Police in Milledgeville, Ga. are defending an officer's decision to handcuff a 6-year-old on Tuesday as she threw at major tantrum at Creekside Elementary School. When the officer arrived, kindergartner Salecia Johnson was on the office floor screaming and crying.
Just before, the girl reportedly threw a bookshelf at the principal and stomped on a paper shredder. The officer tried to calm her down, but she began fighting with him. At this point, he placed the 6-year-old in handcuffs "for her safety."
No one knows what caused Salecia Johnson to throw such a major fit and whether the school tried to contact her parents before calling police. Police, however, did try to contact her parents before taking her to the station, according to the department. Once there, she was put in the squad room -- not a holding cell.
But as you can tell from the following interview, the girl's parents and aunt are still mad:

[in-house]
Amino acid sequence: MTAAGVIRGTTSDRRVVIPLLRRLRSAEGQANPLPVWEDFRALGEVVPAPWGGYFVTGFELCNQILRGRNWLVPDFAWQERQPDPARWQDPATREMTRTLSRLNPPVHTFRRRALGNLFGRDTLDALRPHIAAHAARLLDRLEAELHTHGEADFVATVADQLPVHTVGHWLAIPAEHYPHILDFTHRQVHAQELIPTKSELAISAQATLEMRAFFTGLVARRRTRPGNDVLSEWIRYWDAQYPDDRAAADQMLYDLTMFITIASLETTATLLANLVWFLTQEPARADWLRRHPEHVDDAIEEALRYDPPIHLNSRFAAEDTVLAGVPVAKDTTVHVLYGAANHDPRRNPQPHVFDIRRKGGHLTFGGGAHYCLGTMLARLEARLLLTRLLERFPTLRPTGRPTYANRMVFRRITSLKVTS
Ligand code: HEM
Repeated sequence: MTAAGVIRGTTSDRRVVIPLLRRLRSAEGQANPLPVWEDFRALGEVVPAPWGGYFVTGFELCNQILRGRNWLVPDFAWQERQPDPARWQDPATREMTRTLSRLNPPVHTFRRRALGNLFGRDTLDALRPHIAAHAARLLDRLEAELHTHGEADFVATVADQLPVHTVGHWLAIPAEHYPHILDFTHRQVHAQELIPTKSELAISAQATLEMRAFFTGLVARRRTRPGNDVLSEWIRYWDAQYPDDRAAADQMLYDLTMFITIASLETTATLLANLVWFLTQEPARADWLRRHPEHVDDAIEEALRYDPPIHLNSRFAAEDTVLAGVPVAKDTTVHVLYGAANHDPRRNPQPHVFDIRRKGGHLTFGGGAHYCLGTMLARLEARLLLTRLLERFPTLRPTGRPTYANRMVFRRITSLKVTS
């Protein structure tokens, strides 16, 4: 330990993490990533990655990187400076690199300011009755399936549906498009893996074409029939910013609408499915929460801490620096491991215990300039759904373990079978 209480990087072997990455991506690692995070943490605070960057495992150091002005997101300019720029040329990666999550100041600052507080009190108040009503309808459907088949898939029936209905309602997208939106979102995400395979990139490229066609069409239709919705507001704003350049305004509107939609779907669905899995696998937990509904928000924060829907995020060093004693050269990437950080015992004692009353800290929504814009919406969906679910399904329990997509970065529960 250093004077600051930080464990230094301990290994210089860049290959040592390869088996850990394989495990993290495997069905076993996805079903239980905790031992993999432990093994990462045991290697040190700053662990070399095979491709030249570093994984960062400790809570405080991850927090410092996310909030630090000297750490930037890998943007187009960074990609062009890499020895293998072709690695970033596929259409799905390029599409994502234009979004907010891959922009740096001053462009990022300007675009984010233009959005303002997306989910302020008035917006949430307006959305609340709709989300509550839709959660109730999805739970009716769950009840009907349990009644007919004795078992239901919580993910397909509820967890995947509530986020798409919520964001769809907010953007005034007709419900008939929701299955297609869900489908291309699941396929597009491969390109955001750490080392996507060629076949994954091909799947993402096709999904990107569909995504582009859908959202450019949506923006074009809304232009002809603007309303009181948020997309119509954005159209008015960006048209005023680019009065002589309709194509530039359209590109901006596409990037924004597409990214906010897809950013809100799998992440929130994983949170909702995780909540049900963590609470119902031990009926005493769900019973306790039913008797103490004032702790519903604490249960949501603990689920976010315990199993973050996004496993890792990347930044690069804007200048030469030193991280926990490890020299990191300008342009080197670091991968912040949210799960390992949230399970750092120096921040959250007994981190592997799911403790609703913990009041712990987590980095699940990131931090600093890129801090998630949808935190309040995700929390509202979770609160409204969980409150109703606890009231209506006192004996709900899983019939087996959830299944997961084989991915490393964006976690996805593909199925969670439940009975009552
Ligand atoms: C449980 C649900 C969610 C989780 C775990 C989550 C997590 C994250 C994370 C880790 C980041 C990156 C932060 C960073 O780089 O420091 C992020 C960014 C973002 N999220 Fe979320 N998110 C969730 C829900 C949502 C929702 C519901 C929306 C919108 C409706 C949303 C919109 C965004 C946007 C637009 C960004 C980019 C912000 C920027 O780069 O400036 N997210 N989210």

These sorts of incidents are becoming more common. No one is exactly sure why, but the Associated Press reports that some believe it is a combination of zero-tolerance policies, a lack of understanding on the school's part, and an increased police presence on campus.
Regardless, there may be times when law enforcement may legally handcuff a 6-year-old. This generally includes situations in which the child poses a threat to herself or those around her. If the officer thought Salecia Johnson would resume the throwing of furniture, then he probably did nothing wrong. At least not legally.
- Kindergartener Cuffed After Tantrum in Principal's Office (ABC News)
- Children's Rights (FindLaw)
- First Grader Handcuffed After Easter Egg Tantrum (FindLaw Blotter)